An Advocate General in the Court of Justice of the European Union, Niilo Jääskinen, has clarified how the regulation for supplementary protection certificates should be interpreted concerning medicinal products made with a combination of active ingredients.
An Advocate General in the Court of Justice of the European Union (CJEU), Niilo Jääskinen, has clarified how the regulation for supplementary protection certificates (SPCs) should be interpreted concerning medicinal products made with a combination of active ingredients.
He said patent owners cannot obtain an SPC for a combination drug if they have already been granted one just for just the product’s active ingredient and later amend the original patent to include the new substance.
The English Patents Court, a division of the English High Court, referred this case to the CJEU in November 2013. It asked the court to rule on whether an SPC covering Boehringer’s blood pressure drug MicardisPlus (telmisartan/hydrochlorothiazide) was valid.
SPCs compensate drug developers for any delay between filing for a patent and receiving marketing authorisation for the drug, by providing up to five years of additional protection.
Actavis originally brought the case to the English court, seeking to market a product using the same combination of telmisartan and hydrochlorothiazide.
Boehringer has a European patent covering blood pressure drug Micardis (telmisartan)—MicardisPlus’s predecessor—as well as an SPC for the drug, which expired in December 2013. At the time it was issued, in 1998, the patent only claimed telmisartan as the active ingredient.
However, Boehringer applied to amend the basic patent to include a new claim that covers a combination of telmisartan and hydrochlorothiazide. In 2005, it received an SPC covering the combination of active ingredients, which is due to expire in 2017.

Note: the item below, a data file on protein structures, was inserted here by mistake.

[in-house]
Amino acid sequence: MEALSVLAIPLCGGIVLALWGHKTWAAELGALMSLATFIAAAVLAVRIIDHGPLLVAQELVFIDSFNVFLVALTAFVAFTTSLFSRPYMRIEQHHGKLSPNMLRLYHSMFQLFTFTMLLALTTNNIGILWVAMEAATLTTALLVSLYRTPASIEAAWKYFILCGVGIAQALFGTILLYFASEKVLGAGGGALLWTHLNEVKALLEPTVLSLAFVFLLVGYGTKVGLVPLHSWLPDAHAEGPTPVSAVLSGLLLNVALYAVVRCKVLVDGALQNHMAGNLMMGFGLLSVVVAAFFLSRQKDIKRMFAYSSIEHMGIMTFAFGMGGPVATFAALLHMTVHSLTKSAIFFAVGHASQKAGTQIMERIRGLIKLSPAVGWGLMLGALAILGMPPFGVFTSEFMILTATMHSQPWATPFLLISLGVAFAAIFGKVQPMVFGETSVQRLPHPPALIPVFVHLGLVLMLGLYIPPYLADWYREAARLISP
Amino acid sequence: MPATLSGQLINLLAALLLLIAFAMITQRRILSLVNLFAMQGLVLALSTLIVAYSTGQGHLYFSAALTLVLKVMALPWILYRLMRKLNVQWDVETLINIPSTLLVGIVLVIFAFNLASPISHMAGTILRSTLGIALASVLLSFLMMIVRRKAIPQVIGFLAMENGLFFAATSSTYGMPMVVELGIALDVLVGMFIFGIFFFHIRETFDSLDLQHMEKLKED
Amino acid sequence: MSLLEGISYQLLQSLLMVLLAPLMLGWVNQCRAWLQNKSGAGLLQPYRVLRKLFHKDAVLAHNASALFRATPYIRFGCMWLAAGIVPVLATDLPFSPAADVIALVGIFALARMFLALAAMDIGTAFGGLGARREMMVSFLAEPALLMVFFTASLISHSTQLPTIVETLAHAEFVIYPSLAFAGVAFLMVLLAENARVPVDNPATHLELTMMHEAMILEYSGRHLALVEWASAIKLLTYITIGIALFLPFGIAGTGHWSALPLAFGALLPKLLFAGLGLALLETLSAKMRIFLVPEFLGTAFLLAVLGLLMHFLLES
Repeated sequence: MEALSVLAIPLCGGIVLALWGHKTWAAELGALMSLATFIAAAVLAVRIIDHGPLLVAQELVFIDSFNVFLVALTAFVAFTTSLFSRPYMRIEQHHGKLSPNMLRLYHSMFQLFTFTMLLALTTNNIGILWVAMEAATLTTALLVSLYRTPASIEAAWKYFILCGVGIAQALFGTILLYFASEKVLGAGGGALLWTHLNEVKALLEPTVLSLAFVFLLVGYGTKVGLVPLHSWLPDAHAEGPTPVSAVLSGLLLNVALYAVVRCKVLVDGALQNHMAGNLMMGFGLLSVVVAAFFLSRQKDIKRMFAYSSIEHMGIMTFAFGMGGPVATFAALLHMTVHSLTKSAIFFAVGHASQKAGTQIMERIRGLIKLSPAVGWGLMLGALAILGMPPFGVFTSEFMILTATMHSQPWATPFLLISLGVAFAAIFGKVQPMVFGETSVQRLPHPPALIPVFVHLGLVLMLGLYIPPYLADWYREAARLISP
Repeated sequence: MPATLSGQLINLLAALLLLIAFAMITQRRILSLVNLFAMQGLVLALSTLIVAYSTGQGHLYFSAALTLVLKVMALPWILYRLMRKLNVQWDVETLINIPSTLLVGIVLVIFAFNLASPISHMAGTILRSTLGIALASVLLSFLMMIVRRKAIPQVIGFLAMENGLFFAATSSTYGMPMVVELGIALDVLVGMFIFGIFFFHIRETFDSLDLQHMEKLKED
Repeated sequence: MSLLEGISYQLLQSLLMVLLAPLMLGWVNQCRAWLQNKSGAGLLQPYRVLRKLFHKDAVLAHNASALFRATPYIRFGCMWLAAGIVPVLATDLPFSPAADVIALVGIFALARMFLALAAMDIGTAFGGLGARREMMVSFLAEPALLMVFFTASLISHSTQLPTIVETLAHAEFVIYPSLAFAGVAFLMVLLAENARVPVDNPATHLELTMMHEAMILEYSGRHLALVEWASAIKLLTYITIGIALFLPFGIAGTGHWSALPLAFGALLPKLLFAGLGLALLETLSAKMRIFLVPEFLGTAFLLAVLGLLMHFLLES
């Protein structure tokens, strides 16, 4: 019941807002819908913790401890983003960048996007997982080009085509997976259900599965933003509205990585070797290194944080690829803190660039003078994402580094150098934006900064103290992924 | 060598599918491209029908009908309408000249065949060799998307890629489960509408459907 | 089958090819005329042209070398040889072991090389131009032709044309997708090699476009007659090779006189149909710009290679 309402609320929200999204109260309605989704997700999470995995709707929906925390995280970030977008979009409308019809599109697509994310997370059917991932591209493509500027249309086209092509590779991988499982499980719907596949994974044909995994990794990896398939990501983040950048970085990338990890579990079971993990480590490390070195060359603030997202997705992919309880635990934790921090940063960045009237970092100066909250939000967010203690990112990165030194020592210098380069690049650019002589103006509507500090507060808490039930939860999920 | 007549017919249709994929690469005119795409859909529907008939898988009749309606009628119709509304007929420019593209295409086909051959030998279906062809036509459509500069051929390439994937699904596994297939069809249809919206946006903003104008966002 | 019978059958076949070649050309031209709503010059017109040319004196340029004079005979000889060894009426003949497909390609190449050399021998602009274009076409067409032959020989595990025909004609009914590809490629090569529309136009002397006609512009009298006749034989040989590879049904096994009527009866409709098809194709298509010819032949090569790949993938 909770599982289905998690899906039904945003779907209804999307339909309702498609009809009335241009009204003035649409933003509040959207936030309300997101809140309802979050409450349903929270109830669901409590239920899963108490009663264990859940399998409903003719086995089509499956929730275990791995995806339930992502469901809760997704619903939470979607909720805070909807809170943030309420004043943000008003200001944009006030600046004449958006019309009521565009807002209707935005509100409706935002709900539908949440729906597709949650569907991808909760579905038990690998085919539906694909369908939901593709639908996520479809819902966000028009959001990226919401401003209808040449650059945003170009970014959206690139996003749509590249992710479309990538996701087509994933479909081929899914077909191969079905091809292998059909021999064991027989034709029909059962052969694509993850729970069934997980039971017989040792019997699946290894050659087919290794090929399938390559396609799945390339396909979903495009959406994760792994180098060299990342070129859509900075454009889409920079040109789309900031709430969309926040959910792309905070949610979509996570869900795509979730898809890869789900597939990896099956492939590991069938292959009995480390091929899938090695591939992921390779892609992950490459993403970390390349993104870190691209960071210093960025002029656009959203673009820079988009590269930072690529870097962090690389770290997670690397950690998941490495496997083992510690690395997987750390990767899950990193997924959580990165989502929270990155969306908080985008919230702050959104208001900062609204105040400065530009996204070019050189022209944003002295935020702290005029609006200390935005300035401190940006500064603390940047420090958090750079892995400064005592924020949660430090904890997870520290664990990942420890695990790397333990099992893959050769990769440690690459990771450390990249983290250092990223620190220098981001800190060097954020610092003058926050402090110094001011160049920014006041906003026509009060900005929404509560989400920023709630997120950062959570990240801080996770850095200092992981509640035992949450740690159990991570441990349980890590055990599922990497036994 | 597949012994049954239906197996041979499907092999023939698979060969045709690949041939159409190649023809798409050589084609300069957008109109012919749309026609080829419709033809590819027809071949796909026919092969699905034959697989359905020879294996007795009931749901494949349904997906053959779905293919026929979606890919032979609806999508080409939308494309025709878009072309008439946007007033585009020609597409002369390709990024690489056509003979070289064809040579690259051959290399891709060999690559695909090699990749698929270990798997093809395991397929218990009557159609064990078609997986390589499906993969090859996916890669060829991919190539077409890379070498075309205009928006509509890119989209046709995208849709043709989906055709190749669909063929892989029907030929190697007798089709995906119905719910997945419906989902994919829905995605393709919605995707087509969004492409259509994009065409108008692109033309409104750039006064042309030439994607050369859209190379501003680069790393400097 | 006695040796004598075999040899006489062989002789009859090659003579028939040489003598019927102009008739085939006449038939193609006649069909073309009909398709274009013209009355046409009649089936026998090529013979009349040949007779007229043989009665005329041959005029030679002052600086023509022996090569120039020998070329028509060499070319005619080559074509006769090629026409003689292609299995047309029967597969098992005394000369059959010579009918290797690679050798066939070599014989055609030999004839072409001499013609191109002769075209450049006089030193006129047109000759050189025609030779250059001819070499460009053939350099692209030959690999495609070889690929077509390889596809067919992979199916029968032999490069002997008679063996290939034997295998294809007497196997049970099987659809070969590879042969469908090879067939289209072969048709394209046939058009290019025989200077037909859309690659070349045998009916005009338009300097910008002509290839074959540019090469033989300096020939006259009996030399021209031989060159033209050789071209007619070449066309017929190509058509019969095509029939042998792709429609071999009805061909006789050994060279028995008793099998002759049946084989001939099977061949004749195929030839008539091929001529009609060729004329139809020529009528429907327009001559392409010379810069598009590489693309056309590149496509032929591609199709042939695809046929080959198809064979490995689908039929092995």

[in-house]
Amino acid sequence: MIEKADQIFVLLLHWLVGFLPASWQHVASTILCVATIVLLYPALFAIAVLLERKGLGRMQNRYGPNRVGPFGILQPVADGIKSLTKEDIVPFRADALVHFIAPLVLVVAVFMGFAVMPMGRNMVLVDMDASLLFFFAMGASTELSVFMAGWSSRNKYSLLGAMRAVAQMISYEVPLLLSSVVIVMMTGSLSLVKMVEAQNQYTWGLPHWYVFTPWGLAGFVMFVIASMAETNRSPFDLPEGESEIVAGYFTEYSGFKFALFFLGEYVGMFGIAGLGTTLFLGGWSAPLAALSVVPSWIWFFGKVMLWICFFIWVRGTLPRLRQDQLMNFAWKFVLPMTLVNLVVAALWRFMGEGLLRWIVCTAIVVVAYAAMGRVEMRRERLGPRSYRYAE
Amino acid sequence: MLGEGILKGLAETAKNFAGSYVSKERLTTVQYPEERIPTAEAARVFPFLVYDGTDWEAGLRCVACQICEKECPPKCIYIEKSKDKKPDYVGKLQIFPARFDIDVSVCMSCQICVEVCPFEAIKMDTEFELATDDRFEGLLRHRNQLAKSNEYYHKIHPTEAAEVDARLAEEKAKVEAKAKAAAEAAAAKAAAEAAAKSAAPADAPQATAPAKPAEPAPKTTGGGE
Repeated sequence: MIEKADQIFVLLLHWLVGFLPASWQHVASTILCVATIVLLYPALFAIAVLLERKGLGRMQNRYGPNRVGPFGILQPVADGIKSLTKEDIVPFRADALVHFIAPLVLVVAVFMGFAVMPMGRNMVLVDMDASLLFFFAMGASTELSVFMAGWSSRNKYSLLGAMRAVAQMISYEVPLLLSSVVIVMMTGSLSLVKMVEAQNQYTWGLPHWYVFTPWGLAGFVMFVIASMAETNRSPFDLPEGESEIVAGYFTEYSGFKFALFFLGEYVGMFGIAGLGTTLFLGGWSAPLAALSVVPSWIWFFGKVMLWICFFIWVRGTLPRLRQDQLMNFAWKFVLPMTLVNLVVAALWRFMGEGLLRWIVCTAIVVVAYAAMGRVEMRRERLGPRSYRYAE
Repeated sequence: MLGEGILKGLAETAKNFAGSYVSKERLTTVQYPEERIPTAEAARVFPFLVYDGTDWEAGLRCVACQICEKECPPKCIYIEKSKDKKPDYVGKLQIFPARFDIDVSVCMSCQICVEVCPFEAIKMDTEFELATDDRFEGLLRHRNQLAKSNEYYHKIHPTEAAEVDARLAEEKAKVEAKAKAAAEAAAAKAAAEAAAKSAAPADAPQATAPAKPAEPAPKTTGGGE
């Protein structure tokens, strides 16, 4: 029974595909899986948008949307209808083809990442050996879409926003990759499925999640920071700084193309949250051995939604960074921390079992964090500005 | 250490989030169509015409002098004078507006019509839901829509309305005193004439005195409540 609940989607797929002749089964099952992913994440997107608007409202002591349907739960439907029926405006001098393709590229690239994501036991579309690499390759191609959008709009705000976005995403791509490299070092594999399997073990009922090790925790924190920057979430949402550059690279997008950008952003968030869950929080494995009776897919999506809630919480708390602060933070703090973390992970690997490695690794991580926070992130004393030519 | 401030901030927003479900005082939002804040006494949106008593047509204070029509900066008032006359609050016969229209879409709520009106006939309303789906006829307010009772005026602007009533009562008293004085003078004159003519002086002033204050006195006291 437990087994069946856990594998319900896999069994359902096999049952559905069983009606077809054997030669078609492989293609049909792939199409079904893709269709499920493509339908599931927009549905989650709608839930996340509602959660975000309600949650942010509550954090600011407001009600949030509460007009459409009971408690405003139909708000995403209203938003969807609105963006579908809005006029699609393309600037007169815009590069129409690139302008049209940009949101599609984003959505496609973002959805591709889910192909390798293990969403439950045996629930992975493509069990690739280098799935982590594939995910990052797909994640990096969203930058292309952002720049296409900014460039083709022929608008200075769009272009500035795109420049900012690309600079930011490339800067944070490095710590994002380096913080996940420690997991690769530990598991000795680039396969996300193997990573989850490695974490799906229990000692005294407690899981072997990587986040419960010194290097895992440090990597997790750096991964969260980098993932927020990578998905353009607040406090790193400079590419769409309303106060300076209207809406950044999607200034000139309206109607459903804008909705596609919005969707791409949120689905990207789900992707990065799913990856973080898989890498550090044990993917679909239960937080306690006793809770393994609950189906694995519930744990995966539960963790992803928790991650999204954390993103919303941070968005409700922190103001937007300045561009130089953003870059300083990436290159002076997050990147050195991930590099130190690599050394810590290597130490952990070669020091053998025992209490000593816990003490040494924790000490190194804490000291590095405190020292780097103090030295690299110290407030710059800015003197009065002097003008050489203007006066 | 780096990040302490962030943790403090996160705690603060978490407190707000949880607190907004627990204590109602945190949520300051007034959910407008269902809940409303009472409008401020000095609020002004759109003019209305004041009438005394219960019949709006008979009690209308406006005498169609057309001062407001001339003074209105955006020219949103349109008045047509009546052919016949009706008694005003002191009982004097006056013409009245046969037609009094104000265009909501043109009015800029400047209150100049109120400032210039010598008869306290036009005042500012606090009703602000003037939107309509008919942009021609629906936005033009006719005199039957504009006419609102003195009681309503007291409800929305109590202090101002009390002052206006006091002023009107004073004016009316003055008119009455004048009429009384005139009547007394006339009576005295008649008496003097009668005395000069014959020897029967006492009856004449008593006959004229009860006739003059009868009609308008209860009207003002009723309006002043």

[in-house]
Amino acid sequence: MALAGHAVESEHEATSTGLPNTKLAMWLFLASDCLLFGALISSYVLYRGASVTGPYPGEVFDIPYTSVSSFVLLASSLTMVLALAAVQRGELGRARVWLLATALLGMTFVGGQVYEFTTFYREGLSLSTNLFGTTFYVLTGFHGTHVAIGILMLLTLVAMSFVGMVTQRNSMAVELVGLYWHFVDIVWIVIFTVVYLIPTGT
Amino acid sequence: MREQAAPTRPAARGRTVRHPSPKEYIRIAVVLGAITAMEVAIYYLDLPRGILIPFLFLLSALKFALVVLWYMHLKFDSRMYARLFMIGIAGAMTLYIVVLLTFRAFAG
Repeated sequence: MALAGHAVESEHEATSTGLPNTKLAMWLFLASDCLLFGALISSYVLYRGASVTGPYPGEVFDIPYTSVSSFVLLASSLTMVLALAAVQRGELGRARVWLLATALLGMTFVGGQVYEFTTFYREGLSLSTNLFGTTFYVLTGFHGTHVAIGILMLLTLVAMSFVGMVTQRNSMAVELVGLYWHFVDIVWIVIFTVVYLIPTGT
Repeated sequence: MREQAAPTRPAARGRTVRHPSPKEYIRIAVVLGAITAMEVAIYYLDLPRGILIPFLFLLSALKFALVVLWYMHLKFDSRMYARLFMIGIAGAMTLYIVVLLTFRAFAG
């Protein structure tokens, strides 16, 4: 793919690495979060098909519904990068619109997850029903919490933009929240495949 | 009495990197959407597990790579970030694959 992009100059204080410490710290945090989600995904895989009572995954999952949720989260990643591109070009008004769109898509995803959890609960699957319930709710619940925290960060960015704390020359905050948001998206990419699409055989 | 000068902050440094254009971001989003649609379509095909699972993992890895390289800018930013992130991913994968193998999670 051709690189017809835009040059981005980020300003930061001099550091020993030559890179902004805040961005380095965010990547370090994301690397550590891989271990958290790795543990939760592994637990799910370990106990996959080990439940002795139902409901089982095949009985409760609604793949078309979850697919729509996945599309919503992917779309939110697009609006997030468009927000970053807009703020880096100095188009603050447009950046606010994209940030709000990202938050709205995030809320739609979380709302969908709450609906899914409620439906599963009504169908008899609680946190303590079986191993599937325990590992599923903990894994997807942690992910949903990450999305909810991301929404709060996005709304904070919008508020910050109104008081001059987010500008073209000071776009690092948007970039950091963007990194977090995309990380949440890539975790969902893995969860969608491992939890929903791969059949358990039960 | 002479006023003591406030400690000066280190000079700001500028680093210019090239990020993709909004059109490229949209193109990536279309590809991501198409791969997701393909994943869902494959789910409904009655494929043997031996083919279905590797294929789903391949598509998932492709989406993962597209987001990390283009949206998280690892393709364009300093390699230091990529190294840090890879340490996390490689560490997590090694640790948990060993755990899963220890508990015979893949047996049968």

Actavis argued at the English Patents Court that the combination SPC is invalid as, on the date of the application, the combination product was not specified in the patent’s wording.
Boehringer argued that amending patents after they have been granted is permissible, and that the basic patent retrospectively protected the combination product (MicardisPlus) after its amendment.
But the Advocate General decided on Wednesday (March 11) wrote: “Where a basic patent includes a claim to a product comprising an active ingredient which constitutes the sole subject matter of the invention, for which the holder of that patent has already obtained an SPC, as well as a subsequent claim to a product comprising a combination of that active ingredient and another substance, that provision precludes the holder from obtaining a second SPC for that combination.”
Jääskinen added that the second SPC should not have been granted to Boehringer for the combination therapy, “irrespective of whether a new claim to hydrochlorothiazide was added to the basic patent after it had been granted”.
Actavis did not respond to a request for comment. Boehringer could not be reached for comment.
CJEU, SPCs, combination drugs, Actavis, Boehringer Ingleheim, supplementary protection certificates